Very common. Depending on the affected nerves, symptoms of diabetic neuropathy can range from a numbness and tingling sensation, possibly a burning sensation, to an uncomfortable painful sensation of the extremities. Neuropathy may affect your digestive system, urinary tract, blood vessels and the heart. For some people, the symptoms are mild; for others, it can be painful and disabling. Read more...

What exactly is diabetic neuropathy?

See below. Diabetic neuropathy is a common condition in persons with diabetes. The exact cause is not known but may be due to the toxic effects of high circulating blood sugar or due to problems with the blood supply to the nerves. Typically this starts in the feet with numbness or pain which progresses up the legs. It may then involve the hands. It can involve the nerves coming out of the spine as well. Read more...
Sensory, motor, Auto. Sensory neuropathy is broken down into large fiber (loss of sensation, loss of proprioception) and small fiber (burning, tingling sensation). Most patient’s state the numbness starts at the tips of the toes and slowly works it way up the legs. Motor neuropathy causes gait instability and deformities of the feet. Lastly autonomic neuropathy effects include stomach emptying and erectile dysfunction. Read more...
Diabetic neuropathy. Diabetic neuropathy is a type of nerve damage that can occur if you have diabetes. High blood sugar can injure nerve fibers throughout your body, but diabetic neuropathy most often damages nerves in your legs and feet. The common symptoms are numbness or tingling of the extremity. Read more...

What is done for diabetic neuropathy?

Get evaluated. If the symptoms are due to neuropathy, topical capsaicin may be helpful for some, while others may benefit with oral medications. Watch you sugar intake, and have your vitamin b levels checked and supplemented as necessary. Consult with your physician for an appropriate plan of care. Read more...
Diabetic neuropathy. The best treatment for diabetic neuropathy is keeping blood sugar within a narrow target range. It can be done through healthy-eating plan, physical activity, maintaining healthy weight, stop smoking and avoid alcohol. For pain from diabetic neuropathy, anti-seizure medication, antidepressant medication, and topical cream (capsaicin) seem to be effective. Read more...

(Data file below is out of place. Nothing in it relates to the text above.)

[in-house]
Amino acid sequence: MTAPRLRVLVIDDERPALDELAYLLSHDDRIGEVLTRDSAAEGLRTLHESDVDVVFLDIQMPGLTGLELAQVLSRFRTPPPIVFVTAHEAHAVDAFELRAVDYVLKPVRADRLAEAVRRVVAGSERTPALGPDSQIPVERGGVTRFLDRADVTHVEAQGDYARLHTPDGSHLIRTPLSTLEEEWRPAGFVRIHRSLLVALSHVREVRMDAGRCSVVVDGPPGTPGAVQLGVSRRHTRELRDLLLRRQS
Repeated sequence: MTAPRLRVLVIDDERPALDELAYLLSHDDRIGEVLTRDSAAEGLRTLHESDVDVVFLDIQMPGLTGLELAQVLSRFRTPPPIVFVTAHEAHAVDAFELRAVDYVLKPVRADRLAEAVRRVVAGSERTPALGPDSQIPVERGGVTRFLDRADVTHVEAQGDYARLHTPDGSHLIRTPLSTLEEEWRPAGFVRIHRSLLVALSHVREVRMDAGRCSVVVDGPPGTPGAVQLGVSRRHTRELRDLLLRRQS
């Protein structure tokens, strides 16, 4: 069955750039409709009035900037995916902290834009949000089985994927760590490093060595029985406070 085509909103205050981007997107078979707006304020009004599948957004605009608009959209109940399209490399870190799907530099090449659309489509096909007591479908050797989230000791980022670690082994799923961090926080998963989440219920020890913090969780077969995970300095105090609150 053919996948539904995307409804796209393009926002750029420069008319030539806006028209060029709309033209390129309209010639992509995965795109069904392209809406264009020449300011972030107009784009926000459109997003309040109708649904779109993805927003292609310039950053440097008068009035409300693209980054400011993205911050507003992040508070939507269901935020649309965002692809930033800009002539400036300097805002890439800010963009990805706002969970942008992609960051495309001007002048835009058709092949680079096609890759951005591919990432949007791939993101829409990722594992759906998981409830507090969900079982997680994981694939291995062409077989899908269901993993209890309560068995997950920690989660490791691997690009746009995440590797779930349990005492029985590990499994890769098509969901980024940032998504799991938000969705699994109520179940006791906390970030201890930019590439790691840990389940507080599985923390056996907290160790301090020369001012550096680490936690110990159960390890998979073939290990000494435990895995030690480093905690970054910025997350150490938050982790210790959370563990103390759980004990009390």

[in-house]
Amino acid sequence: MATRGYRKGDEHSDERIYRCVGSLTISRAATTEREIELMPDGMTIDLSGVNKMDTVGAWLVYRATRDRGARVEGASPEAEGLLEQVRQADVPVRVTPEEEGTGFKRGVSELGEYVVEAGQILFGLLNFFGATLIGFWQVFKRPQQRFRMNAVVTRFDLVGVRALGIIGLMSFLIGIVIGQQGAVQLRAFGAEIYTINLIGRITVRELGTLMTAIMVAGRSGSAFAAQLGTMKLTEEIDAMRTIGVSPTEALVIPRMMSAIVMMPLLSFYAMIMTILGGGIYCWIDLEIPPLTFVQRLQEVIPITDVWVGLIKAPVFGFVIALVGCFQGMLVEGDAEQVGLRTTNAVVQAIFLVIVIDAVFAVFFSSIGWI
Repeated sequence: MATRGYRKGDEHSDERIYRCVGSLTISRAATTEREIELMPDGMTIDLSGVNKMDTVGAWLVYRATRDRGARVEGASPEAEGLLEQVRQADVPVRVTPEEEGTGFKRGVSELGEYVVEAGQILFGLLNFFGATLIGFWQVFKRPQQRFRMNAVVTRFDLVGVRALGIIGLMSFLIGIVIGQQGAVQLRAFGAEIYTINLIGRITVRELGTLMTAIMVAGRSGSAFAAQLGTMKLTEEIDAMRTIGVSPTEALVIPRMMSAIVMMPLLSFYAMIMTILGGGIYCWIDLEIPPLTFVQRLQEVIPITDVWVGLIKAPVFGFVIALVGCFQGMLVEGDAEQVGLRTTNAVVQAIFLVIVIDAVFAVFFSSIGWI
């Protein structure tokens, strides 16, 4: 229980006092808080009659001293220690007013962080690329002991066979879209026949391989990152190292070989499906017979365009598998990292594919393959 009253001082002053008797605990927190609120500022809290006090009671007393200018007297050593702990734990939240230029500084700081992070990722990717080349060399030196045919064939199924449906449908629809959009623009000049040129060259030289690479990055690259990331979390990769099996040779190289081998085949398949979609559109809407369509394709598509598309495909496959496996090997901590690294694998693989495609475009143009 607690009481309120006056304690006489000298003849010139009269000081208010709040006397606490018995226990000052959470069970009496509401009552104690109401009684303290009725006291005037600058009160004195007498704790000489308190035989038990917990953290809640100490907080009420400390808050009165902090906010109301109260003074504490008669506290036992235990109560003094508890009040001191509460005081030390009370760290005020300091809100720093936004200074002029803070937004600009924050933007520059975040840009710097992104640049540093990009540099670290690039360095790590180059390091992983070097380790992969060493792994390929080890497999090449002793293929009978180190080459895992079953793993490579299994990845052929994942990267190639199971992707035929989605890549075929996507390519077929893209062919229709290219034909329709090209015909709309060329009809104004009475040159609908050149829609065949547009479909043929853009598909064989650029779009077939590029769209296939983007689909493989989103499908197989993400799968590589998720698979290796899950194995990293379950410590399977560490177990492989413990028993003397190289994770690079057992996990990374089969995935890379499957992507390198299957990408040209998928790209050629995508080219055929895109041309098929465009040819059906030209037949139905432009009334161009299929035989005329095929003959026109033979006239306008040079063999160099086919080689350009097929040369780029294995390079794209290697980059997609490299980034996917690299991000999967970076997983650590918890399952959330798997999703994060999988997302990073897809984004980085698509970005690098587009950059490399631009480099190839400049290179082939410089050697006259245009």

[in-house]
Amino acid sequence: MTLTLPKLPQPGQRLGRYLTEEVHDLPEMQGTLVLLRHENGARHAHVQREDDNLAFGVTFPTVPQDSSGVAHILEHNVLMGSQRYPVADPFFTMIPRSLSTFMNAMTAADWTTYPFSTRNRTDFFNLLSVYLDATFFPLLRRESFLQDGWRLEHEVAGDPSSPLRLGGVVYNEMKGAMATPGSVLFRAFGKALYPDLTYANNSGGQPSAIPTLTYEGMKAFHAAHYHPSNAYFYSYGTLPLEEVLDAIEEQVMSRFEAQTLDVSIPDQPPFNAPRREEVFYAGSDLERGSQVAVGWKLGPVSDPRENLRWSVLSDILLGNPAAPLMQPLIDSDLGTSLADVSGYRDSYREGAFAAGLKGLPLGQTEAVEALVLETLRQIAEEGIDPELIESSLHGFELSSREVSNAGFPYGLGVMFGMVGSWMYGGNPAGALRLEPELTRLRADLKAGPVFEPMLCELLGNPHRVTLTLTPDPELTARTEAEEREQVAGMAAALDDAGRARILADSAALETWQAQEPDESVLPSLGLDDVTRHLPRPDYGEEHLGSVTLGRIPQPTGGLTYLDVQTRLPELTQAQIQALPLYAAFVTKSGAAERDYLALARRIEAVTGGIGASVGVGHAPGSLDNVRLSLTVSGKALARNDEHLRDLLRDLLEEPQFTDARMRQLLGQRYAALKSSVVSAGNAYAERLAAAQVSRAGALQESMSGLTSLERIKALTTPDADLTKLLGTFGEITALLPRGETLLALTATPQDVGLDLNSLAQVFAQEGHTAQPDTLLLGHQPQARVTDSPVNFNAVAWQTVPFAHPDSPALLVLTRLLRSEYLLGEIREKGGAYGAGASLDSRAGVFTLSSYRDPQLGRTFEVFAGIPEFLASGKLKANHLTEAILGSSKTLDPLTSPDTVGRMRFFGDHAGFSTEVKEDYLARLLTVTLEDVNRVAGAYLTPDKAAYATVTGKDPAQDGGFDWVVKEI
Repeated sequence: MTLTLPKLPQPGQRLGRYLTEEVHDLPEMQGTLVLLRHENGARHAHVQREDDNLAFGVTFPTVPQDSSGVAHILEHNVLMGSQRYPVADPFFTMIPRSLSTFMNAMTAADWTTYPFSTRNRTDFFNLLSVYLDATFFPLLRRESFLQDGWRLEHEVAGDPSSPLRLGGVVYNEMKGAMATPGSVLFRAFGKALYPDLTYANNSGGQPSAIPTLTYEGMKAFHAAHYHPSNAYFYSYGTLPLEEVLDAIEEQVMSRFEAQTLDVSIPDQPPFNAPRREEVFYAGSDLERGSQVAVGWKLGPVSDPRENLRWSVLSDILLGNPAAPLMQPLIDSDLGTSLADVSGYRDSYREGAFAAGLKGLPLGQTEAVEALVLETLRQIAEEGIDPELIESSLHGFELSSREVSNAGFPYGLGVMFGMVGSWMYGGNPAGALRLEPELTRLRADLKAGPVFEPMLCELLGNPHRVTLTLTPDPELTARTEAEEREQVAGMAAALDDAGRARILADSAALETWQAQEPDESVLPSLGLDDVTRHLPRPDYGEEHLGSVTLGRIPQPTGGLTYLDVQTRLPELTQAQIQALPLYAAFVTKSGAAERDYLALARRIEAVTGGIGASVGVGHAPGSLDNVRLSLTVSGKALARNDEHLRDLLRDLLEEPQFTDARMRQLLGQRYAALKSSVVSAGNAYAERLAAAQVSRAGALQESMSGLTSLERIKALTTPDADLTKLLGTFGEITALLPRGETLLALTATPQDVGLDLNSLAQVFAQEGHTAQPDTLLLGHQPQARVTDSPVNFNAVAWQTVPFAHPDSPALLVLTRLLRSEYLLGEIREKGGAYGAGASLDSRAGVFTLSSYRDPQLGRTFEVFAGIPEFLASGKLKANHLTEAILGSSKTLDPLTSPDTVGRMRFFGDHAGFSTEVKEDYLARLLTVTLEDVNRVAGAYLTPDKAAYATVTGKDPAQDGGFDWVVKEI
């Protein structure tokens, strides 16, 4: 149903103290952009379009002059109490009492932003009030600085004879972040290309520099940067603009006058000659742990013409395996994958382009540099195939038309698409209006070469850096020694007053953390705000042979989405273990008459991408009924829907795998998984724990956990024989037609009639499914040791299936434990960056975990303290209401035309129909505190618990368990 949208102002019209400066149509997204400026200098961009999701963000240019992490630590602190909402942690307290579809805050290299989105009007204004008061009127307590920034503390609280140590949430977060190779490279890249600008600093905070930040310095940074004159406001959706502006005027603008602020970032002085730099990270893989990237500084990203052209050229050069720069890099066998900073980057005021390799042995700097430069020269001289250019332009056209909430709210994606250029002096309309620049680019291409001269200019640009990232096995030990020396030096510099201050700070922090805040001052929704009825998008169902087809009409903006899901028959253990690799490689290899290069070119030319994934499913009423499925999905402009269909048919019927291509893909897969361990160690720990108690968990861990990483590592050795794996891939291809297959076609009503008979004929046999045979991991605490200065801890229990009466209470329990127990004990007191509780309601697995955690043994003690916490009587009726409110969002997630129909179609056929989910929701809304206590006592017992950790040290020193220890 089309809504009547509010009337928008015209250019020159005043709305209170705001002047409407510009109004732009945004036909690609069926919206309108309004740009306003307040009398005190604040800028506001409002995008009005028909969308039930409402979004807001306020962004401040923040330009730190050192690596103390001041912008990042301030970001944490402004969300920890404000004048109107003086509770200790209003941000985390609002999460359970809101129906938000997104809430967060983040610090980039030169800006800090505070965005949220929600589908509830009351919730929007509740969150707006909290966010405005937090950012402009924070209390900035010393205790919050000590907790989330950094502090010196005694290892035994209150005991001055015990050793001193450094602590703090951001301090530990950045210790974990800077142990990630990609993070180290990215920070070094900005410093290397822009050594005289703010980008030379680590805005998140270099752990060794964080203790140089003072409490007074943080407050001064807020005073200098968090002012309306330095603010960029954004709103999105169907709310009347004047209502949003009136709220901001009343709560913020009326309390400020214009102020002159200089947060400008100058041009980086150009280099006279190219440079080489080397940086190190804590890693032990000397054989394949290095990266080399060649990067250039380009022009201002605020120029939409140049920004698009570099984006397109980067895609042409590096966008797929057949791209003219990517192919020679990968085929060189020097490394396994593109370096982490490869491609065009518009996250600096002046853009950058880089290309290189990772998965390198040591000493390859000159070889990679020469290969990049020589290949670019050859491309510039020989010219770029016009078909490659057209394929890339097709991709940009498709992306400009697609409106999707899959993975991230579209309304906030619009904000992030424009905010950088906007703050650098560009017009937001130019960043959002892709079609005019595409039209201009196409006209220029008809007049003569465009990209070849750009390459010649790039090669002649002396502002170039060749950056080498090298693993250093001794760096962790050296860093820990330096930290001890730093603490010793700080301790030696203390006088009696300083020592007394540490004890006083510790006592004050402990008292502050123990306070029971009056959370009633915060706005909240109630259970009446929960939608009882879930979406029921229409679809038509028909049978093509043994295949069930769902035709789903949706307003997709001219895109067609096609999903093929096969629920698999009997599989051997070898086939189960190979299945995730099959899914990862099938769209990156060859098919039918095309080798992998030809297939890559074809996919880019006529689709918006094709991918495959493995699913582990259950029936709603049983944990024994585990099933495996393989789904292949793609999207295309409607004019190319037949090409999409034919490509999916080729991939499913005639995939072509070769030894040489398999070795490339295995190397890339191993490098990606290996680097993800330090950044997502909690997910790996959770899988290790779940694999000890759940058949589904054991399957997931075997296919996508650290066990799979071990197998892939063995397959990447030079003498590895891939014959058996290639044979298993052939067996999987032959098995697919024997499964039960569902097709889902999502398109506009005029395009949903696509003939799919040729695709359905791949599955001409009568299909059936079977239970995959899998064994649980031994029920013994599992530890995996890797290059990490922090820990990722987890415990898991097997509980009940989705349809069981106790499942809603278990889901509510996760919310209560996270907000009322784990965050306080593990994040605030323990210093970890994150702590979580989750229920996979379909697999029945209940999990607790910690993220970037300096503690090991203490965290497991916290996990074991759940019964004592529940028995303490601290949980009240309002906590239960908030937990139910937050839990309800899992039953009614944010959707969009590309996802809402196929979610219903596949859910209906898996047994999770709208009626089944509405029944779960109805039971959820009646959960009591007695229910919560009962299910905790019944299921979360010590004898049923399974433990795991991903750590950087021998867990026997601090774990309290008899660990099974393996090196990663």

Could diabetic neuropathy be reversed?

Great question!! You have entered into the frontiers of medicine, and briefly, we do have a prescription medical food, metanx, which has been biopsy proven to restore density of small fiber loss in diabetes. There is also some data to suggest better outcomes with very strict blood sugar control.. In europe, there are a few drugs which seem to offer further promise, but not yet on usa market. Read more...
YES. Yes, if it's early. The best way to "reverse" it is strict blood glucose control via A1C monitoring. Read more...

How to tell if I have diabetic neuropathy?

Filament testing. There is a standardized test using a small monofiliment that is touched to the skin. Your podiatrist or internest can do this test for you to test for lack of skin sensation in different areas, usually in the feet. Read more...
Get tested. Symptoms of diabetic neuropathy can range anywhere from a numbness and tingling sensation, possibly a burning sensation, to an uncomfortable painful sensation of the extremities. For some, these symptoms are mild, while for others, they can be severe and disabling. Have you physician examine and test you to determine if you have developed neuropathy so that you may prevent possible complications. Read more...
Pain, numbness. . When diabetics have uncontrolled blood sugars their nerves pay the price over time. They can have tingling, burning, and numbness, and once it happens it's impossible to get normal sensation back. Some medications reduce the tingling, but nothing can reverse numbness. Read more...
Take this home test: Test each foot with the Ipswich test: Compared to the standard monofilament test, it was able to detect neuropathy("positive test") in 3 out of 4 patients. If the test is normal("negative") it's unlikely you have neuropathy. Lightly touch the tips of 1st, 3rd & 5th toe for 1 second. Loss of sensation in two or more toes = neuropathy. SEE: bit.ly/1vsGZXn. Read more...